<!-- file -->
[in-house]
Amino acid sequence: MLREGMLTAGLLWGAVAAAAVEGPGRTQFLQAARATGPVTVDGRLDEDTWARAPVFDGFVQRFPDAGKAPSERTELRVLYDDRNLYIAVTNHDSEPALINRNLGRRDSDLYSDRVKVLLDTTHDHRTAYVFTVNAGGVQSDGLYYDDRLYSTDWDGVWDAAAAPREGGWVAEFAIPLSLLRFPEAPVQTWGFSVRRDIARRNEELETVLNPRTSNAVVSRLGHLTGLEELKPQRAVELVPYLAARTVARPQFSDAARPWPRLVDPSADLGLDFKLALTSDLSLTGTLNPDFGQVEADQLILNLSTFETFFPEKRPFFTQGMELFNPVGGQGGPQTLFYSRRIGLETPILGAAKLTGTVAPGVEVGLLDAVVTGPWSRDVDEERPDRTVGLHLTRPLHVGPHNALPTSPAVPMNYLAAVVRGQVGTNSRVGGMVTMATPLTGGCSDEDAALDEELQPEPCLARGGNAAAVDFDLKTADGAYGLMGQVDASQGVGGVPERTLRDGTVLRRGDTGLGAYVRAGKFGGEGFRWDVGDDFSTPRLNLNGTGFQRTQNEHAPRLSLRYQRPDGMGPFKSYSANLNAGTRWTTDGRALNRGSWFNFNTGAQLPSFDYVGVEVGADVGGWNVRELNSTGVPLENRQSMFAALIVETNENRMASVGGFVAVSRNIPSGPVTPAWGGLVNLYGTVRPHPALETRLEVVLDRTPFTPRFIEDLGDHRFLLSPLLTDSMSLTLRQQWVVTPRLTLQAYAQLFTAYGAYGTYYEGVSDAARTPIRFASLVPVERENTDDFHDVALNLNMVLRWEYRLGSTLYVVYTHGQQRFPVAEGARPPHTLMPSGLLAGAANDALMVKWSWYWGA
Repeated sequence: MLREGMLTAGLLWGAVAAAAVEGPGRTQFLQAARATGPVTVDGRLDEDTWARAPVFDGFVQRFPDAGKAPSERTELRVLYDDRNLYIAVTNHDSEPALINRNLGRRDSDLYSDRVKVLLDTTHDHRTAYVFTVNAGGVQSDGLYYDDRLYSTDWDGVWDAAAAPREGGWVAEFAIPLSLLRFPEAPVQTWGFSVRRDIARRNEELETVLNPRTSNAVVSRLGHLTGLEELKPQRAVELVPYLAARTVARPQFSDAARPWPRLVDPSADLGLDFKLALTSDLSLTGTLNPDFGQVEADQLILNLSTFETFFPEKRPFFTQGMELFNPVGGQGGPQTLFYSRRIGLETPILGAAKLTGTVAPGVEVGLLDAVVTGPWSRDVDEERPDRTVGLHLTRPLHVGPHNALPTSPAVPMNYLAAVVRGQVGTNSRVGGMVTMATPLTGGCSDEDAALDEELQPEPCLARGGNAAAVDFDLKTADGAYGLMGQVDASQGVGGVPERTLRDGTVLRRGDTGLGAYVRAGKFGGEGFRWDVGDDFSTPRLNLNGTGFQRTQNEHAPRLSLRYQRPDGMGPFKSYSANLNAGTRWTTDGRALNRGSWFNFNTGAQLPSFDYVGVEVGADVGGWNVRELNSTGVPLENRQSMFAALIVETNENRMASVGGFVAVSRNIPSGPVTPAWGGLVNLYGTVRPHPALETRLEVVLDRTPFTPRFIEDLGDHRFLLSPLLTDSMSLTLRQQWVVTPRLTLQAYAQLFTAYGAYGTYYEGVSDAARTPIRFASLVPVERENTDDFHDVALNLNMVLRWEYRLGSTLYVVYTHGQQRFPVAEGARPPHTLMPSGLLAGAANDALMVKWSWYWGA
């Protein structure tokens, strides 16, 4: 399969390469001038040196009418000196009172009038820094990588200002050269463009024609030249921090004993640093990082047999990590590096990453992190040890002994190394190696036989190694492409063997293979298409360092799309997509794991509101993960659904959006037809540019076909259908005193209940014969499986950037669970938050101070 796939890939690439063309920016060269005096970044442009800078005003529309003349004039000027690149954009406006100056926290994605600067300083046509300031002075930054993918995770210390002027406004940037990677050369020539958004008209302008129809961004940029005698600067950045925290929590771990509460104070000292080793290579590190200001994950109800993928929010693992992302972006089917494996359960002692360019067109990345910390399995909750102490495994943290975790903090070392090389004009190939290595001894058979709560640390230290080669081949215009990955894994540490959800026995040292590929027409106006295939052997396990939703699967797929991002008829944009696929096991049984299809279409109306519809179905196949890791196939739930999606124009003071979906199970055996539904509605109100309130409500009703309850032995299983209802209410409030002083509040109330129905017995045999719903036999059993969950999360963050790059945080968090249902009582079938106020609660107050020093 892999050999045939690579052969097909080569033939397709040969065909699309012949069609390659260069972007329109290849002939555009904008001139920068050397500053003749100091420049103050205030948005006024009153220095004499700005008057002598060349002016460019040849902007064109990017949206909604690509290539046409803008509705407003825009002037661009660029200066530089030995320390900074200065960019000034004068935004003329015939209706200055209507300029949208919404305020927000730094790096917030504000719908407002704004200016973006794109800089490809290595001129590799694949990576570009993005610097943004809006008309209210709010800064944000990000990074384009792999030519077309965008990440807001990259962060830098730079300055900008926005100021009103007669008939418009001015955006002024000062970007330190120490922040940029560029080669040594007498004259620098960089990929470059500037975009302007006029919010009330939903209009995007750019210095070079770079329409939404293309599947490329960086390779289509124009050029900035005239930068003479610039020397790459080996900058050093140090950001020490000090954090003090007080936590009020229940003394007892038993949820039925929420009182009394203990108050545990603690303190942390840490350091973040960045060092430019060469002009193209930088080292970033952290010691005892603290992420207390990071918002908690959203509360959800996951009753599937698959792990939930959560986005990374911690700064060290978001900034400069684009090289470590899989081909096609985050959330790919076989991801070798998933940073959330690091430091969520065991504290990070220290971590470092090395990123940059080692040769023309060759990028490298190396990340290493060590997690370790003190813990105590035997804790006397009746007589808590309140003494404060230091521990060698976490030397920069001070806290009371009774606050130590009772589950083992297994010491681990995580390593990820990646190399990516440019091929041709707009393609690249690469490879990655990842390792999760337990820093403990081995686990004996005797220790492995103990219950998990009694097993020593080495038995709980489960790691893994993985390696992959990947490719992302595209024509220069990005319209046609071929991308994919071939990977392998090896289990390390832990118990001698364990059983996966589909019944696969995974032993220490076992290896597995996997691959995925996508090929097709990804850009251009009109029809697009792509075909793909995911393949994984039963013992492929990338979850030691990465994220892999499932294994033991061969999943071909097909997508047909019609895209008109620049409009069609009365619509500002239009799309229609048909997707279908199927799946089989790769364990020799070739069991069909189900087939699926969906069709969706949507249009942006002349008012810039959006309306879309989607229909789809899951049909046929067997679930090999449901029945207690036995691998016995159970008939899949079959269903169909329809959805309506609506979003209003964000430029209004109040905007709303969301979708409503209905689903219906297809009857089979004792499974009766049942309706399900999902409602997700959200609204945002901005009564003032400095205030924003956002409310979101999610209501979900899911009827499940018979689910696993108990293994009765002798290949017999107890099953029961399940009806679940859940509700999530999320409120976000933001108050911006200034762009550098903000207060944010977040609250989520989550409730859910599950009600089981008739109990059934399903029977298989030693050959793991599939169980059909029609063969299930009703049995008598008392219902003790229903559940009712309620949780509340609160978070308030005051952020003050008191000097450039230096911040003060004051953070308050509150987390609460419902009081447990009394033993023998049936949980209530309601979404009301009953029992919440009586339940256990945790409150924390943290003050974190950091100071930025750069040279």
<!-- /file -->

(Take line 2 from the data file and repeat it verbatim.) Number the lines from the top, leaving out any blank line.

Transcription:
Amino acid sequence: MLREGMLTAGLLWGAVAAAAVEGPGRTQFLQAARATGPVTVDGRLDEDTWARAPVFDGFVQRFPDAGKAPSERTELRVLYDDRNLYIAVTNHDSEPALINRNLGRRDSDLYSDRVKVLLDTTHDHRTAYVFTVNAGGVQSDGLYYDDRLYSTDWDGVWDAAAAPREGGWVAEFAIPLSLLRFPEAPVQTWGFSVRRDIARRNEELETVLNPRTSNAVVSRLGHLTGLEELKPQRAVELVPYLAARTVARPQFSDAARPWPRLVDPSADLGLDFKLALTSDLSLTGTLNPDFGQVEADQLILNLSTFETFFPEKRPFFTQGMELFNPVGGQGGPQTLFYSRRIGLETPILGAAKLTGTVAPGVEVGLLDAVVTGPWSRDVDEERPDRTVGLHLTRPLHVGPHNALPTSPAVPMNYLAAVVRGQVGTNSRVGGMVTMATPLTGGCSDEDAALDEELQPEPCLARGGNAAAVDFDLKTADGAYGLMGQVDASQGVGGVPERTLRDGTVLRRGDTGLGAYVRAGKFGGEGFRWDVGDDFSTPRLNLNGTGFQRTQNEHAPRLSLRYQRPDGMGPFKSYSANLNAGTRWTTDGRALNRGSWFNFNTGAQLPSFDYVGVEVGADVGGWNVRELNSTGVPLENRQSMFAALIVETNENRMASVGGFVAVSRNIPSGPVTPAWGGLVNLYGTVRPHPALETRLEVVLDRTPFTPRFIEDLGDHRFLLSPLLTDSMSLTLRQQWVVTPRLTLQAYAQLFTAYGAYGTYYEGVSDAARTPIRFASLVPVERENTDDFHDVALNLNMVLRWEYRLGSTLYVVYTHGQQRFPVAEGARPPHTLMPSGLLAGAANDALMVKWSWYWGA